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Spotting bees around your home can be concerning, especially when they’re near your wooden deck or siding. Carpenter bees, with distinctive looks and habits, often raise questions – namely, can they sting or bite? Understanding them will answer your questions and make sure you can stay safe!

This post will clear up any confusion around carpenter bees, whether they sting or bite, how to catch their presence, and what steps you can take to prevent them from causing damage.

The Carpenter Bee

This is a unique species often mistaken for bumblebees due to their similar size and coloring. However, there are key differences that set the two apart.

Carpenter bees have shiny, black abdomens with little to no hair, unlike the fuzzy, yellow-and-black bodies of bumblebees. They are known for their solitary nesting habits, burrowing into untreated or weathered wood to lay their eggs.

The most active times of year for the carpenter bee are the spring and early summer when they search for mates and suitable nesting sites. You might spot them hovering around wooden structures like eaves, decks, and fences. Unlike honeybees, carpenter bees do not live in colonies, and each female typically creates her own nest.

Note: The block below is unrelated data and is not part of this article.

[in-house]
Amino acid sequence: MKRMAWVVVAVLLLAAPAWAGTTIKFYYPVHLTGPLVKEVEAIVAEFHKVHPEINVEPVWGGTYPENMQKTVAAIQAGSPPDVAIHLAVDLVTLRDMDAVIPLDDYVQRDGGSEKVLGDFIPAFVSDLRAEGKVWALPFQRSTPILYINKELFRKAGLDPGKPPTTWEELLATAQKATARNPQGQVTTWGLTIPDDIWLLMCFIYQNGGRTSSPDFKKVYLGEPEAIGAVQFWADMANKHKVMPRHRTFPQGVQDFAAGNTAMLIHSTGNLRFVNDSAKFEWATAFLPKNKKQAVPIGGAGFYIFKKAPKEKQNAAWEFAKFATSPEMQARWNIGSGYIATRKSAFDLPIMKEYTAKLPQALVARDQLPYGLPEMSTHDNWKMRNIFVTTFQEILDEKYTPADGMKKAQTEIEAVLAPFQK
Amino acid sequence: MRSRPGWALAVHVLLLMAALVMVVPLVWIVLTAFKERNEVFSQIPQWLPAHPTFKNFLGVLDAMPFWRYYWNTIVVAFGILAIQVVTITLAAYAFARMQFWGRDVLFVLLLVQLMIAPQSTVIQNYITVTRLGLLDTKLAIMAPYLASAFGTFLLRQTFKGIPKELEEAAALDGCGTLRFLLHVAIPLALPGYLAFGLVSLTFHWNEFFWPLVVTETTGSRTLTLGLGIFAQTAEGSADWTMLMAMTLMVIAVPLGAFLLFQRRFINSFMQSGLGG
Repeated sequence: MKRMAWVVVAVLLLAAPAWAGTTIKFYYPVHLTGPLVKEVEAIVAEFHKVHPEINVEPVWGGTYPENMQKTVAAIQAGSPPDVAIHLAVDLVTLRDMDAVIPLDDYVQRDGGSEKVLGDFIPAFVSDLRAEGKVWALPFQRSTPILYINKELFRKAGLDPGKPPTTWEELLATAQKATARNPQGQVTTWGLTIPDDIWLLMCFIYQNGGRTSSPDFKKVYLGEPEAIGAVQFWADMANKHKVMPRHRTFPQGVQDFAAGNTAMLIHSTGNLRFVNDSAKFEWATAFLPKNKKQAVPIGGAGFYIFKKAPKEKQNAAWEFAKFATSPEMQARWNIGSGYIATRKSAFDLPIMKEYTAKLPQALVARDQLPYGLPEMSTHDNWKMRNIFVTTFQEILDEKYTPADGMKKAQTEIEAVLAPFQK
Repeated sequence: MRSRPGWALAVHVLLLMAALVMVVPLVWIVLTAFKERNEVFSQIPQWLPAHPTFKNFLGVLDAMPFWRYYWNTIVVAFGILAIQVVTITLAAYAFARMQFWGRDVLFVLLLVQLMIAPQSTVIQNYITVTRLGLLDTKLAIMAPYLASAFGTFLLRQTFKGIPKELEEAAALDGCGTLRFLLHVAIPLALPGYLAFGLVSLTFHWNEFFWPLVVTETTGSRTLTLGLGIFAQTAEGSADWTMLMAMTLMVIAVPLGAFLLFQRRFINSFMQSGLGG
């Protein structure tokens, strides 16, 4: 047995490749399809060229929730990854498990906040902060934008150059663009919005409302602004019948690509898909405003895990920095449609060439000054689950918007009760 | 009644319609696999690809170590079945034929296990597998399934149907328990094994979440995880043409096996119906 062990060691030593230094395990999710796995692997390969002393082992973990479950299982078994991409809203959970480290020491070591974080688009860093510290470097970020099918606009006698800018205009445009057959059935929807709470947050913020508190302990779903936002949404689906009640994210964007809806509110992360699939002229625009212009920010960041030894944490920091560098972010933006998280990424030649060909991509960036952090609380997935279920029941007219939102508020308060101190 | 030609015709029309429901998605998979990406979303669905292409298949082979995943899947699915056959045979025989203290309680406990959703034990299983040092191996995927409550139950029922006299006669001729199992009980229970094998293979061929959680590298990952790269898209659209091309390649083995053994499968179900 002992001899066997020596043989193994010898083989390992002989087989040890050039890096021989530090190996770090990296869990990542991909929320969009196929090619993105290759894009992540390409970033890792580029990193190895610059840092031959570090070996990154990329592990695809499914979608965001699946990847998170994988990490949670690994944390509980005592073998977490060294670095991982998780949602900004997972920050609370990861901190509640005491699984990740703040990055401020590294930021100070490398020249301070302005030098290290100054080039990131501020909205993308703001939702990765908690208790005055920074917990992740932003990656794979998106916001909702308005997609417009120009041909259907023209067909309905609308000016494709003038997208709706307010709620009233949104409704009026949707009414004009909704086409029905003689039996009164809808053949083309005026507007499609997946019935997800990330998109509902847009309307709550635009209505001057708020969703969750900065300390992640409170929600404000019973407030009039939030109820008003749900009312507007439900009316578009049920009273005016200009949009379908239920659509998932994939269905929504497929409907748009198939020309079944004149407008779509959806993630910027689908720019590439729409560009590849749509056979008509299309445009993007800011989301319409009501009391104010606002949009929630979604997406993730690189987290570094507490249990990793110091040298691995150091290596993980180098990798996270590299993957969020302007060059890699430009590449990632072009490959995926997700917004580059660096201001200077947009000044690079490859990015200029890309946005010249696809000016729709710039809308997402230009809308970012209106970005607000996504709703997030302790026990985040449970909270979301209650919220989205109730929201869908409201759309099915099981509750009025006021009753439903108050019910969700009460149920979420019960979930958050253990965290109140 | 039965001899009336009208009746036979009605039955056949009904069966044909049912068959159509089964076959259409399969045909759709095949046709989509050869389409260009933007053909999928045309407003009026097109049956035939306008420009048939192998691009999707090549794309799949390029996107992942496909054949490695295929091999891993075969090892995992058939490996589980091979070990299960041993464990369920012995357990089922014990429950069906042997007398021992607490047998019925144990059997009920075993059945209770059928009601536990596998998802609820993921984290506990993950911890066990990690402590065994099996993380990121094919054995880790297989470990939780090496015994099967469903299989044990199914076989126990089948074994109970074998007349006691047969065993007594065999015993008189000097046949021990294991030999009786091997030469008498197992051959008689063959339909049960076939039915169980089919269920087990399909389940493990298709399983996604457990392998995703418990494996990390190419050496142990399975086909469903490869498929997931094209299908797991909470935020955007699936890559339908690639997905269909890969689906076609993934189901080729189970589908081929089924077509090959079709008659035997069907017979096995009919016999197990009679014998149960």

Lastly, carpenter bees play an important role despite their somewhat intimidating appearance. They are helpful pollinators. As they visit flowers to collect nectar and pollen, they help in the cross-pollination of plants like the other bees we know and love.

Carpenter bees do not typically sting or bite, similar to other types of bees.

Do Carpenter Bees Sting or Bite?

The good news is that male carpenter bees, which are often the most visible and aggressive, cannot sting at all – they lack a stinger altogether. However, they might buzz around intruders to protect their nesting sites. These tough guys can be sufficiently intimidating but are ultimately harmless.

Conversely, female carpenter bees do have stingers and can sting, but they are generally non-aggressive. A female will only sting if she feels directly threatened or provoked. The sting from a female carpenter bee is similar to that of a honeybee or wasp. While it’s painful, it typically isn’t dangerous unless you’re allergic to bee stings.

Biting Behavior

While carpenter bees do have strong mandibles, they use them primarily for burrowing into wood to create their nests. Their mandibles are not used for biting humans or animals.

The damage they cause is to wooden structures, not to people. Bee burrowing habits can lead to structural damage over time if left unchecked. So, it’s important to identify and address any signs of nesting activity early on.

Signs of Carpenter Bee Infestation

Catching the carpenters ASAP will help you prevent significant damage. Here are some sure signs to investigate:

  • Entry Holes: Carpenter bees create perfectly round entry holes about ½ inch in diameter in wood surfaces. These holes are the most obvious sign of their presence.
  • Wood Shavings (Frass): You might notice small piles of sawdust-like material beneath these entry holes. This frass is produced as the bees excavate their tunnels.
  • Bee Activity: Seeing carpenter bees hovering around wooden structures, especially during the spring and early summer, is a strong indicator of nesting activity.